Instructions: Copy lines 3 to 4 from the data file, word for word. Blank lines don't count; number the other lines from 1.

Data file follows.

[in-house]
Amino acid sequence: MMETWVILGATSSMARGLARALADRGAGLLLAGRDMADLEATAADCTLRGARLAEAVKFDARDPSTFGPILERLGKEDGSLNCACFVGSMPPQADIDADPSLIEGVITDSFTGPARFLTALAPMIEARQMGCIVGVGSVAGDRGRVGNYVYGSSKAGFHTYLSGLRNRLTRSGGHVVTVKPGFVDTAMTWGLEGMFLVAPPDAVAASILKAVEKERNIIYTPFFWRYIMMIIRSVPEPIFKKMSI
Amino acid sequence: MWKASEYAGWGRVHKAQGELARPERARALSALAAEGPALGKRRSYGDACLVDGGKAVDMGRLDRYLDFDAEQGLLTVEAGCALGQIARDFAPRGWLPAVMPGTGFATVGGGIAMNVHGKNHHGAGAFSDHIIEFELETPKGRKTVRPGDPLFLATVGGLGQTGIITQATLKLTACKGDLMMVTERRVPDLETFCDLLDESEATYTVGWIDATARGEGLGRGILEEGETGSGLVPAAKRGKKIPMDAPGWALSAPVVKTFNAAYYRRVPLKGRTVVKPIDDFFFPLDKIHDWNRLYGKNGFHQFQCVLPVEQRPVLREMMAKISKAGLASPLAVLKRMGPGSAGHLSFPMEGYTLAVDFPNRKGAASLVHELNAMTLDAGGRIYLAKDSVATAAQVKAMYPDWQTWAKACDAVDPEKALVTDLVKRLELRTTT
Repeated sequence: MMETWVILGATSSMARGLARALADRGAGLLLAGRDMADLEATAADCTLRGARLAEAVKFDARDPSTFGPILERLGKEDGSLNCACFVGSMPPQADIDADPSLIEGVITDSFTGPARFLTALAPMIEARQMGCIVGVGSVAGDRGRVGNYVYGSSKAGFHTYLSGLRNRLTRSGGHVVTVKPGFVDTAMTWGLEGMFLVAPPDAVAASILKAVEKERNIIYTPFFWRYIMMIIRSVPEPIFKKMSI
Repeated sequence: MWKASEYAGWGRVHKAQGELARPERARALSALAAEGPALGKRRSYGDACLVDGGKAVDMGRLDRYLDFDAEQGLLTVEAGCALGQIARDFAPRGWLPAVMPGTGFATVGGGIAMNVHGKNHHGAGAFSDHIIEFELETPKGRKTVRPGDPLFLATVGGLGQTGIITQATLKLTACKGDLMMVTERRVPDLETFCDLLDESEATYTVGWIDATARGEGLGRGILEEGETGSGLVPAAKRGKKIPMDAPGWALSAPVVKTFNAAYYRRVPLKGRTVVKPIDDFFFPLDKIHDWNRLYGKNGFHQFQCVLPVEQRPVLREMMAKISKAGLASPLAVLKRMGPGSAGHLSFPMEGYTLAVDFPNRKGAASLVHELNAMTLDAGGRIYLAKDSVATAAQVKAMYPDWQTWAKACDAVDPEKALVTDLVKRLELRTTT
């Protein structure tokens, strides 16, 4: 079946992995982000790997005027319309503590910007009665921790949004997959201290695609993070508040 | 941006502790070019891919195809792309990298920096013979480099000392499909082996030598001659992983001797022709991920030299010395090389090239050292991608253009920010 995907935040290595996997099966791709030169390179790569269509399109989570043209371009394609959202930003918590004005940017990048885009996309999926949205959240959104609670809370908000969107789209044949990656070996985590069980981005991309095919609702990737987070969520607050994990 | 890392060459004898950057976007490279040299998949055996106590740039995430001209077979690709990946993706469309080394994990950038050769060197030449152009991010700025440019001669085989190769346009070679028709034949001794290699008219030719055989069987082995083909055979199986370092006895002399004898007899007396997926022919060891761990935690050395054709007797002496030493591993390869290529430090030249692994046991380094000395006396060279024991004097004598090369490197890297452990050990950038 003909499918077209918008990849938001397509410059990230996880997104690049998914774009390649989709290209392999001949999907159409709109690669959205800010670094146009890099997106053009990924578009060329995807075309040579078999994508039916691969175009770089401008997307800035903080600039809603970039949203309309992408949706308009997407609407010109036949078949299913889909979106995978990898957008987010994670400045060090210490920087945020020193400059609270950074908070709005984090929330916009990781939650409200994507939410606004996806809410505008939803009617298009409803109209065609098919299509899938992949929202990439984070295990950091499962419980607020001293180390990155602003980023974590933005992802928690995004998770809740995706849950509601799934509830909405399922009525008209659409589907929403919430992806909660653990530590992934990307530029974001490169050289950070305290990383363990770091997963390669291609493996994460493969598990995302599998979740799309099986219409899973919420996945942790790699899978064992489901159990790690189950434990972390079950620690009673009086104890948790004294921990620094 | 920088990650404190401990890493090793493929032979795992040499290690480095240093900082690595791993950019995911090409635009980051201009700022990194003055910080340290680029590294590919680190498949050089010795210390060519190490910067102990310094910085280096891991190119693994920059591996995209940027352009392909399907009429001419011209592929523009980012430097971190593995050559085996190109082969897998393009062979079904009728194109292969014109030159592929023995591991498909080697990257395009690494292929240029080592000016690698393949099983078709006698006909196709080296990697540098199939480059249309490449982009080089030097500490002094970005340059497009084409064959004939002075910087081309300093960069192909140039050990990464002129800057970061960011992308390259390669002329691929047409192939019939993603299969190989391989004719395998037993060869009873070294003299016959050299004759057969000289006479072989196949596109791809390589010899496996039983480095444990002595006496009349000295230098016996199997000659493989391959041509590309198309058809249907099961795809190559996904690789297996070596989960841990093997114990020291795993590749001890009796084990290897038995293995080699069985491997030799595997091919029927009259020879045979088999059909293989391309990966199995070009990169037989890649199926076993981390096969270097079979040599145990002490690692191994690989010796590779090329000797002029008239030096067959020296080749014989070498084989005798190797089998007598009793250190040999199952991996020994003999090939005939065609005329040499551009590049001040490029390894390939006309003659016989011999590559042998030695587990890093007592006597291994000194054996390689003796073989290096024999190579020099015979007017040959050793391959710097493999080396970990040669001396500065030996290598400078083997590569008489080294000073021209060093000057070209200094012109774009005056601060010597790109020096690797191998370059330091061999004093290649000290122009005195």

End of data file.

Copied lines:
Amino acid sequence: MWKASEYAGWGRVHKAQGELARPERARALSALAAEGPALGKRRSYGDACLVDGGKAVDMGRLDRYLDFDAEQGLLTVEAGCALGQIARDFAPRGWLPAVMPGTGFATVGGGIAMNVHGKNHHGAGAFSDHIIEFELETPKGRKTVRPGDPLFLATVGGLGQTGIITQATLKLTACKGDLMMVTERRVPDLETFCDLLDESEATYTVGWIDATARGEGLGRGILEEGETGSGLVPAAKRGKKIPMDAPGWALSAPVVKTFNAAYYRRVPLKGRTVVKPIDDFFFPLDKIHDWNRLYGKNGFHQFQCVLPVEQRPVLREMMAKISKAGLASPLAVLKRMGPGSAGHLSFPMEGYTLAVDFPNRKGAASLVHELNAMTLDAGGRIYLAKDSVATAAQVKAMYPDWQTWAKACDAVDPEKALVTDLVKRLELRTTT
Repeated sequence: MMETWVILGATSSMARGLARALADRGAGLLLAGRDMADLEATAADCTLRGARLAEAVKFDARDPSTFGPILERLGKEDGSLNCACFVGSMPPQADIDADPSLIEGVITDSFTGPARFLTALAPMIEARQMGCIVGVGSVAGDRGRVGNYVYGSSKAGFHTYLSGLRNRLTRSGGHVVTVKPGFVDTAMTWGLEGMFLVAPPDAVAASILKAVEKERNIIYTPFFWRYIMMIIRSVPEPIFKKMSI